Jimmy Reid, addressing Glasgow's ship-builders; educationscotland.gov.uk, fair use
“Alienation is the precise and correctly applied word for describing the major social problem in Britain today.” Jimmy Reid’s words have been on my mind a lot lately. The “today” he was referring to was 1972. But the Glaswegian dock worker’s analysis applies as much in 2016.
“People feel alienated by society.” He said, in his widely acclaimed speech on accepting the Rectorship of Glasgow University: “In some intellectual circles it is treated almost as a new phenomenon. It has, however, been with us for years. What I believe is true is that today it is more widespread, more pervasive than ever before. Let me right at the outset define what I mean by alienation. It is the cry of men who feel themselves the victims of blind economic forces beyond their control. It’s the frustration of ordinary people excluded from the processes of decision-making. The feeling of despair and hopelessness that pervades people who feel with justification that they have no real say in shaping or determining their own destinies.”
The alienation in Britain in 2016 is so ubiquitous it can go unseen. Like the air pollution which kills thousands in our cities or the gravity which stops us floating away, it shapes and can end our lives, but we never see and rarely notice it. It is everywhere, it feels endless. And it’s absolutely key, I think, to understanding what has gone on with the EU referendum.
Since Jimmy Reid gave his speech, our economy has financialised and globalised even more. And this means that the forces which shape our communities and our lives are financial and global. Forty years ago, the miners in Doncaster were exploited, but they could see their exploiters in front of them, and had a union through which they could organise and fight back. Their children, the people Anthony Barnett and I spoke to this week, don’t have the same direct experience of their own collective power, nor those against whom they might mobilise.
Infuriated by being trapped in a stifling present, they see the referendum as the only lever they have been offered. Will it open the door to a better future? Most Leave voters we spoke to didn’t think it would. Most thought nothing could change. But why not give it a try?
That is why, whatever the result today, millions of British people will have voted to leave the EU in a mass rebellion against the leaders of parties with 98.6% of MPs. That simple fact is extraordinary, and should shake British political debate to its foundations.
Whatever the result today, millions of British people will have voted to leave the EU in a mass rebellion against the leaders of parties with 98.6% of MPs.
The irony, of course, is that the EU is in part an attempt to give us some modicum of democratic governance of those forces of globalisation. This morning, I laid out the openDemocracyUK front page. At the top, there are two debates – a video of Steve Hilton and Paul Hilder, and a podcast of Caroline Lucas and John Hilary. Below that, there are ten articles arguing the case for each of Remain and Leave.
On the Leave side are a number of people whose opinions I have often quoted and looked to on other questions. Thousands of miles from the explicit racism of thugs like Nigel Farage and Zac Goldsmith, thoughtful and committed democrats Joe Guinan and Thomas Hanna write compellingly and in vivid detail about the impossibility of securing the reforms to the EU the left would want. The excellent Olly Huitson, until recently my co-editor, shows the complicity of the EU in forcing neoliberalism on the continent. Ellen Engelstad shows how well the Norwegian model works.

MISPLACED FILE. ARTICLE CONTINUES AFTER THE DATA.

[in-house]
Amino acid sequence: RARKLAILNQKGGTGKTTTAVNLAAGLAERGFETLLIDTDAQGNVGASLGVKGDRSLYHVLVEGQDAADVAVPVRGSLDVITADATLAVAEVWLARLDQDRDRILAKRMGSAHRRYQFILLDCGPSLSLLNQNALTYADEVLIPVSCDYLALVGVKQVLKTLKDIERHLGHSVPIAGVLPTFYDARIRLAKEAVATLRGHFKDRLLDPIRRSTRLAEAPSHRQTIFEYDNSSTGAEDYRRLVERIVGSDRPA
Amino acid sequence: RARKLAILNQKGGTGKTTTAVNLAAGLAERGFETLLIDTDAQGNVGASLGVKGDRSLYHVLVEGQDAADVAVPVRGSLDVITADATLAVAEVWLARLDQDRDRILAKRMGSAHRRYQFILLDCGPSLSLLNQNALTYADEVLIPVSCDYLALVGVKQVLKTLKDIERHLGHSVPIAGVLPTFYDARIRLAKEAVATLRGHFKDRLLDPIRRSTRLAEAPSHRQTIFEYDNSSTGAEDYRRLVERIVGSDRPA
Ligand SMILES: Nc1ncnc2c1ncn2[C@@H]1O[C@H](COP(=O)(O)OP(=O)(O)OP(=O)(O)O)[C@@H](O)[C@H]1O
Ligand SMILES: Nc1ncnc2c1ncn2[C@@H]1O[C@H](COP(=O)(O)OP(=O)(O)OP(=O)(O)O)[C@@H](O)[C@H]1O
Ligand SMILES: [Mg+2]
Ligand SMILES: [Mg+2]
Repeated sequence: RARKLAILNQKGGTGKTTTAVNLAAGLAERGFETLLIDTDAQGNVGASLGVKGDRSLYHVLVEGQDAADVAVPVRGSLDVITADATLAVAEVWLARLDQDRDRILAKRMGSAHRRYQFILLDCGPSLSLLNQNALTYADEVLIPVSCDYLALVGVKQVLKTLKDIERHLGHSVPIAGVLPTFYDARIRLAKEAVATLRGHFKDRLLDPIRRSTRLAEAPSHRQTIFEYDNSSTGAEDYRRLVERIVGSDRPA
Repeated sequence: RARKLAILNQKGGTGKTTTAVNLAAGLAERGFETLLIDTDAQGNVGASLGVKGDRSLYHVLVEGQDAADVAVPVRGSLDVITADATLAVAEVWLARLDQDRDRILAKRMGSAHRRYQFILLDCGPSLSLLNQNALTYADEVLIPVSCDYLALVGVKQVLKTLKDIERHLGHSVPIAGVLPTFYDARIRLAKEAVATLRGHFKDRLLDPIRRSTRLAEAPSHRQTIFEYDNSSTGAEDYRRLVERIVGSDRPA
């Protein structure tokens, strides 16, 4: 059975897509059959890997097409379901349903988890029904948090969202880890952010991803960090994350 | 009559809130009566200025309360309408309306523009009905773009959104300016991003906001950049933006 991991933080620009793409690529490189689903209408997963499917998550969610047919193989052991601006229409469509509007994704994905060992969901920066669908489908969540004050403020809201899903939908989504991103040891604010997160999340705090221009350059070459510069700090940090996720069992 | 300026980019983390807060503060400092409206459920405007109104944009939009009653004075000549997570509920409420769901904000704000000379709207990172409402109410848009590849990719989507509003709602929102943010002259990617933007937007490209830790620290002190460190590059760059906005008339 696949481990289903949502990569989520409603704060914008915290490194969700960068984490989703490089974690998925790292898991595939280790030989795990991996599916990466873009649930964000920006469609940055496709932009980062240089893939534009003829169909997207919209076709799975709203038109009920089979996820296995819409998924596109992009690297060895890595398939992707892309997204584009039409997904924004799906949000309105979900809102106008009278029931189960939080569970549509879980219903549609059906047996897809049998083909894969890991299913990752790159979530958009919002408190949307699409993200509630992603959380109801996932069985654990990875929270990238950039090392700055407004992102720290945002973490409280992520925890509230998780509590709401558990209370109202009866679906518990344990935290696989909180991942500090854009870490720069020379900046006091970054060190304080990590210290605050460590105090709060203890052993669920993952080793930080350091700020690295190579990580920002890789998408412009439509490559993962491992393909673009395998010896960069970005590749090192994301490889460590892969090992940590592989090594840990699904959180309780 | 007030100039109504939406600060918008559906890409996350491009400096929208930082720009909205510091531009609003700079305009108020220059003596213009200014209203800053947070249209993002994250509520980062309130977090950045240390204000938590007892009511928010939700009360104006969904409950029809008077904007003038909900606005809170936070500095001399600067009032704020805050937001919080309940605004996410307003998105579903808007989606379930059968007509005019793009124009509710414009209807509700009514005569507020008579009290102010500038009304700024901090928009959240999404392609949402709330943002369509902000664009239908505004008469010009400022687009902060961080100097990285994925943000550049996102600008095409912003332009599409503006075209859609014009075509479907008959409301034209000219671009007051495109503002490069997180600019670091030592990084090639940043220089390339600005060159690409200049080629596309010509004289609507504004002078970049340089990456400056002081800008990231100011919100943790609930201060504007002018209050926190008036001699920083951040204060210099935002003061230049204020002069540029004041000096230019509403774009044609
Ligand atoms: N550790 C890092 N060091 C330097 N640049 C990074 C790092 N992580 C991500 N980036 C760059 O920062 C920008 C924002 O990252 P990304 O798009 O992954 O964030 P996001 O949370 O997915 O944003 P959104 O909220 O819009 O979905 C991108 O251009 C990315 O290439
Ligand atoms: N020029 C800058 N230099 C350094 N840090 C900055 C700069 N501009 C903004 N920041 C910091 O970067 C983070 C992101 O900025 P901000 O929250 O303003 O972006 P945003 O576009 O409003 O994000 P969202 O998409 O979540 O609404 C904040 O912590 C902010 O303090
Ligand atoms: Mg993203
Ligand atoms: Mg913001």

Likewise, many have pointed to long lists of specific failures of the EU. Harry Blain, for example, has written well on the failures of EU environmental policy, and pointed to the swarm of lobbyists working daily to ensure that it continues to fail. Enrico Tortolano makes a compelling trade unionist case against the EU.
In their criticisms, they are all broadly right, I think. But ultimately, I find myself convinced, if less enthusiastically than him, by the piece written by my brother, Gilbert: Specifically, as he puts it: “Compared to its obvious peers, the EU wins hands down. Where is the NAFTA parliament, for example? Which specific political assembly exists to hold the WTO to account?”
In his article, Olly strolls directly onto this turf: “The idea that Britain could not trade with the EU is possibly the biggest nonsense of the Remain campaign. Of course we would have a trade deal, we are a big economy and a big importer of EU goods: we could join the EEA, EFTA, or simply strike bilateral agreements.”
To vote to leave the EU is not to leave behind the forces of globalisation which are magnifying the alienation of the people of Doncaster and thousands of others across the world. It is to take a step away from the only attempt in human history to build an interstate architecture with some direct democratic accountability, and replace it with one with no democratic accountability. It is not to escape the brute power of Angela Merkel and global capital, but to remove any restraint on them. The idea that the North American Free Trade Area is anything we’d want to emulate in Europe seems to me to be utterly extraordinary. It is not to vote to replace the deeply undemocratic British state, but to empower it.
That anger, and the alienation it stems from, won’t go away whatever the result. But if we are to address it properly, people need to secure some real collective power over their lives once more. Of course that means radical democratisation of our economy. But it also means that our political structures must become properly democratic too. Today, the future of the EU lies in the hands of the peoples of Britain. One day, perhaps we will be trusted with our own fates too?